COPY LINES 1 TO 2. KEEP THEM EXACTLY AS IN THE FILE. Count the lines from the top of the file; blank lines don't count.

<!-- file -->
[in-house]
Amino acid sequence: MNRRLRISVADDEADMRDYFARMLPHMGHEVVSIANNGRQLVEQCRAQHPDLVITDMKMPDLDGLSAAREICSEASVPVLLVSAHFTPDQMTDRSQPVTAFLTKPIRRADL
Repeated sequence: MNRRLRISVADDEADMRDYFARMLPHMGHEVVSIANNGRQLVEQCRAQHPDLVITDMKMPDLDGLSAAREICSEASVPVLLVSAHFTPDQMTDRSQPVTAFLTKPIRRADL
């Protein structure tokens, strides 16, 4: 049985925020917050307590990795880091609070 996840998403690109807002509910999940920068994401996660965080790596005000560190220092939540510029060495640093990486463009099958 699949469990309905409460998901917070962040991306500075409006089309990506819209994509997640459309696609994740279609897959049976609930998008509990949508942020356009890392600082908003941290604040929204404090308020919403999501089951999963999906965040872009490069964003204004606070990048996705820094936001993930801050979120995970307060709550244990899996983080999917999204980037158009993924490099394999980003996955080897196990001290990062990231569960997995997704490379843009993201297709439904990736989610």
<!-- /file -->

[in-house]
Amino acid sequence: MNRRLRISVADDEADMRDYFARMLPHMGHEVVSIANNGRQLVEQCRAQHPDLVITDMKMPDLDGLSAAREICSEASVPVLLVSAHFTPDQMTDRSQPVTAFLTKPIRRADL